MAKE a DENT
Instructor Ben Blount
Sunday August 26, 2018
10 AM to 4 PM
JCBA Letterpress Studio at FAU’s Wimberly Library
Class limit: 8
Since the early 16th century the printing press has been used to share important information with the public. From announcements and warnings to propaganda and praise, the power of the press has been used for centuries to tell important stories. Author and literary icon Studs Turkel said the purpose of life is “To make a dent.” In this workshop, we’ll work with wood type to create posters with bite. We will make a literal and figurative impression (without damaging the type) by printing bold messages on paper. Do you have something important to say? Come to this workshop and put it down on paper.
General Public: $135
FAU Faculty & Staff, Students from other Institutions: $125
FAU Students: $115
Advance registration is required for all JCBA workshops. To register, email JCBA Director John Cutrone. Sending your email will begin the registration process.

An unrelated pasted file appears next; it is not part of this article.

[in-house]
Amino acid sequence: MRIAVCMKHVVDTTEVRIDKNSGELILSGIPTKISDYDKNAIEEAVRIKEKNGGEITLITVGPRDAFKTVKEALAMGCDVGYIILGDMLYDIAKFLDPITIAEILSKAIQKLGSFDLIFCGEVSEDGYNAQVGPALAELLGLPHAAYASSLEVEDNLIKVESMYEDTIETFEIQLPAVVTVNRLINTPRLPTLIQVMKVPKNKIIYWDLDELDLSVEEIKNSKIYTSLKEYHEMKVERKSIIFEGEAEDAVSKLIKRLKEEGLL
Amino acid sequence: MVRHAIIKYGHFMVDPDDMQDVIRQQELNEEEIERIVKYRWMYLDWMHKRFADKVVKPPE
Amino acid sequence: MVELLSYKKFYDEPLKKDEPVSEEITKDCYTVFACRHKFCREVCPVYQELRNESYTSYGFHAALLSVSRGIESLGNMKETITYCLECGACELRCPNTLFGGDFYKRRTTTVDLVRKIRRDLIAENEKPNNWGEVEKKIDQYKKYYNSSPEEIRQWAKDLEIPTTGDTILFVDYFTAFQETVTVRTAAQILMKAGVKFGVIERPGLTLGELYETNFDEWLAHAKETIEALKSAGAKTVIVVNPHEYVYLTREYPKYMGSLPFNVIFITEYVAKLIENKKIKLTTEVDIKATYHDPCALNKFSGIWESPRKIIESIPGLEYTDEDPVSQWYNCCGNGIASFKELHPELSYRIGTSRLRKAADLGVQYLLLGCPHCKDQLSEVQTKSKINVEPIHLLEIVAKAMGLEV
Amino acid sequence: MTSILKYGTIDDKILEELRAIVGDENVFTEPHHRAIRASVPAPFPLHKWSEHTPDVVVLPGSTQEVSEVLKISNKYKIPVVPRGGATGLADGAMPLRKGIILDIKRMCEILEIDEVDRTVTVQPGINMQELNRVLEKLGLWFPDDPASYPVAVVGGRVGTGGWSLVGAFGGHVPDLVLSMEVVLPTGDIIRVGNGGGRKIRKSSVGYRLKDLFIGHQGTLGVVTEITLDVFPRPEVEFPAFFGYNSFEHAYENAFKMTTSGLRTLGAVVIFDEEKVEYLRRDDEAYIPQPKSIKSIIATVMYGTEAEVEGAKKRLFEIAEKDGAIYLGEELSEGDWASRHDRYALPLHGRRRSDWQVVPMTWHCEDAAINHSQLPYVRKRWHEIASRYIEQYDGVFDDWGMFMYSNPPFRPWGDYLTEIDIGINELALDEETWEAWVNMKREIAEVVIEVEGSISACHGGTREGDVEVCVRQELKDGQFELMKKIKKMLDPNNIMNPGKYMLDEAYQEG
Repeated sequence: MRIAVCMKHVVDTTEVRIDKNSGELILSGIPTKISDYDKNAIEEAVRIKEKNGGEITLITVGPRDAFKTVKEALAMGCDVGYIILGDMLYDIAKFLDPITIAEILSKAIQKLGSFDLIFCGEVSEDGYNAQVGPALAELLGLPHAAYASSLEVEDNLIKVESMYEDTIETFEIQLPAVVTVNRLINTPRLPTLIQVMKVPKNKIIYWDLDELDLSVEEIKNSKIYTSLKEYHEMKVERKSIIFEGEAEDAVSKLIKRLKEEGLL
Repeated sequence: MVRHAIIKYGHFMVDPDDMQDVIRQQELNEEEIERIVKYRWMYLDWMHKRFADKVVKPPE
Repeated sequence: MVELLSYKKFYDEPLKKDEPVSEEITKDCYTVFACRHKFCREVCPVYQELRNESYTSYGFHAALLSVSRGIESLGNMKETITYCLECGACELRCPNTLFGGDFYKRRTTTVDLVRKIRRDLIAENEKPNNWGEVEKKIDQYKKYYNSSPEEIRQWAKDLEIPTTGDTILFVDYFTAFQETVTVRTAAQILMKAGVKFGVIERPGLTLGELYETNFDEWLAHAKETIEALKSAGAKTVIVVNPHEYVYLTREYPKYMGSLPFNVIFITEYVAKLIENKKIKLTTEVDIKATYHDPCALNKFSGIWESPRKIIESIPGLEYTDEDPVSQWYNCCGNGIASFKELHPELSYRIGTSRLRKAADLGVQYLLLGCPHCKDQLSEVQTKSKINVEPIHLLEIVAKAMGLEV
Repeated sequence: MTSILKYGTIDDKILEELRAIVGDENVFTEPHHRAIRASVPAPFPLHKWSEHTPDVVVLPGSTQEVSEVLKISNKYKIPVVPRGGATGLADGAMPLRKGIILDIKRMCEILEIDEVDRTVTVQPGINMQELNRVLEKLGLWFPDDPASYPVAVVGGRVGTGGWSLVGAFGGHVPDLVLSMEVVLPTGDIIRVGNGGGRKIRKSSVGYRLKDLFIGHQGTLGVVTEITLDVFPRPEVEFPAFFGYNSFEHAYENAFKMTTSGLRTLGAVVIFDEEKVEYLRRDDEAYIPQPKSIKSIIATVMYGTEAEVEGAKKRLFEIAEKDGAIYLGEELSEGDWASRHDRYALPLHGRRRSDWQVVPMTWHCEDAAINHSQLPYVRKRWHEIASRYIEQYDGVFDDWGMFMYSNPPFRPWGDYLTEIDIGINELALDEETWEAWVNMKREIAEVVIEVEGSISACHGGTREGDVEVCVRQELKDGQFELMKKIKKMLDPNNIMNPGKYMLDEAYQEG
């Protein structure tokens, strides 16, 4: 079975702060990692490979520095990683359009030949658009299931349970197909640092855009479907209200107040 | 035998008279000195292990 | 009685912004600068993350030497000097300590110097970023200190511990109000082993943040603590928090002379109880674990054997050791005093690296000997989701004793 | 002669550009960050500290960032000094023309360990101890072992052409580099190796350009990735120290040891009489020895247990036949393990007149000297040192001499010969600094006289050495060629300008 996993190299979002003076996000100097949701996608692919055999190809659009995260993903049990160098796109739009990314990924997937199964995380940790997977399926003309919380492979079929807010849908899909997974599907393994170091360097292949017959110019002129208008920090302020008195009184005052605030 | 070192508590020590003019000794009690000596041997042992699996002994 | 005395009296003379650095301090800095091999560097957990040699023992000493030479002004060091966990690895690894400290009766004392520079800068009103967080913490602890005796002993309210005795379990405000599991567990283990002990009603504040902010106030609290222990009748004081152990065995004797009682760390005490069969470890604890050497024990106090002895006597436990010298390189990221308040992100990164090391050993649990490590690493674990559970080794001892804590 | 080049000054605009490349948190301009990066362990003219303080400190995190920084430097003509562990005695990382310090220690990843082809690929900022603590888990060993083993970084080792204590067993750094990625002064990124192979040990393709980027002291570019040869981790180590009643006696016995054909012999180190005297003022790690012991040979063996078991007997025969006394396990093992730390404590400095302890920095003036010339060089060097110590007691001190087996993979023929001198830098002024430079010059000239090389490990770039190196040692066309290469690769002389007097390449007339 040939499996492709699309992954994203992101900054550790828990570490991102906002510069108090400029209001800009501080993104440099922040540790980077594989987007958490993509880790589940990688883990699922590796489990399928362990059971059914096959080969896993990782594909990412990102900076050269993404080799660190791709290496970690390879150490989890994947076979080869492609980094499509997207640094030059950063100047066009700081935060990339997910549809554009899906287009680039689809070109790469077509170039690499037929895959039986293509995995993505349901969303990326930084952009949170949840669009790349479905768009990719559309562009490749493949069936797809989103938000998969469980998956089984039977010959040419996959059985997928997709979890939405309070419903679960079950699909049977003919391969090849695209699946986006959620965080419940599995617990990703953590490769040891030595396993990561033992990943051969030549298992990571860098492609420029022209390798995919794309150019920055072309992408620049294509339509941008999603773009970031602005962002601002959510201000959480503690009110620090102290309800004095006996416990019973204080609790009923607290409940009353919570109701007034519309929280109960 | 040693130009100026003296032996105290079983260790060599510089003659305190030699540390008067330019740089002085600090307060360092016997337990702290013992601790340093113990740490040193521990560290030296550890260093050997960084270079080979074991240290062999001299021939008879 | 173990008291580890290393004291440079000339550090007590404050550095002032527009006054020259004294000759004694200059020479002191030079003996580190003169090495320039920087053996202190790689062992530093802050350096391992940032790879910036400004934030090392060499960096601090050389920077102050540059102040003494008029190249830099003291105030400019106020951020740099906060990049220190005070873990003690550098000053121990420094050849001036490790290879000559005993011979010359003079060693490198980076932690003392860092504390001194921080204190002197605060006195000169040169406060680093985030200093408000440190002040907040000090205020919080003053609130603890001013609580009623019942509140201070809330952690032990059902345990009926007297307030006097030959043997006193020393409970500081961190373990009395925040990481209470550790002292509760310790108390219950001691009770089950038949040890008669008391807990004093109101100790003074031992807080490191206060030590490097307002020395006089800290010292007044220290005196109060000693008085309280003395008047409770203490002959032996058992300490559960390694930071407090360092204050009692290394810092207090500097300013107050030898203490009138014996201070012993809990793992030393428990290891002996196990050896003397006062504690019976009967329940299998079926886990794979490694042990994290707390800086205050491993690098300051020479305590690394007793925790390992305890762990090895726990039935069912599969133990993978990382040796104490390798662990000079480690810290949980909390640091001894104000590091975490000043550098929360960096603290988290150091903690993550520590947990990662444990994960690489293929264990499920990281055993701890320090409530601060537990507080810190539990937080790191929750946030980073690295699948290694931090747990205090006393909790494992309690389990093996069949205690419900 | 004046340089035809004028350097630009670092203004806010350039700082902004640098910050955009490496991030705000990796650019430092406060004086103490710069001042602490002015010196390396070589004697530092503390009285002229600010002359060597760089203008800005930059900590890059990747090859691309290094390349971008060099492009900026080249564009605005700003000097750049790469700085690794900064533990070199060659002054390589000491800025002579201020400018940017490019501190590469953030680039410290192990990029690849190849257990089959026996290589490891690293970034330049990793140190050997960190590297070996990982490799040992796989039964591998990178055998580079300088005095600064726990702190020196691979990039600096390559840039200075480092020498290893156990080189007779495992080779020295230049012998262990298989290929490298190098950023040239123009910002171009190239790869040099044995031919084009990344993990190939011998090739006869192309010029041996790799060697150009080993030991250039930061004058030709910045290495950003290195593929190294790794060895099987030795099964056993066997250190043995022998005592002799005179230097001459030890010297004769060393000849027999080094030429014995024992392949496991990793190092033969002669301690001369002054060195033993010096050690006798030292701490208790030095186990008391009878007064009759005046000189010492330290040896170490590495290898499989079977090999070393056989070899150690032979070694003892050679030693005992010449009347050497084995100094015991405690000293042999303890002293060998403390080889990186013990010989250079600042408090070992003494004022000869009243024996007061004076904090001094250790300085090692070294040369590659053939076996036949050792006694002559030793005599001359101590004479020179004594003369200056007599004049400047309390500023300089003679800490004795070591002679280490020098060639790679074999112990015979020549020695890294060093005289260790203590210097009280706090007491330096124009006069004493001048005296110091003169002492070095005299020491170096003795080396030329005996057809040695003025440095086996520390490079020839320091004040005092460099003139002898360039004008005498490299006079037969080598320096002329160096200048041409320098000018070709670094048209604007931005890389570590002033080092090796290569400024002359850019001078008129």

DOROTHY HAMILTON MEMORIAL SCHOLARSHIP
One seat in this workshop is available to an FAU student for just the cost of materials ($35) thanks to funds raised in memory of Dorothy Hamilton, who loved JCBA’s monthly Real Mail Fridays letter writing socials. To be considered for this seat, you must be a current FAU student and send an email to email@example.com explaining what it would mean to you to have the opportunity to take this workshop. Applications for this opportunity will be accepted through August 8, 2018.
Ben Blount was born and raised in Detroit. He is a designer and letterpress printer that loves type and putting ink on paper. Sometimes he turns what he prints into books. His work explores questions of race and identity and the stories we tell ourselves about living in America. Truth tellers and rabble rousers in all areas of popular culture inspire his work—from Dave Chapelle and Kara Walker to Mos Def and Amos Kennedy. He learned a lot about design at Washington University in St. Louis, a lot about printing at Columbia College Chicago, and filled in the gaps with mentors and practice.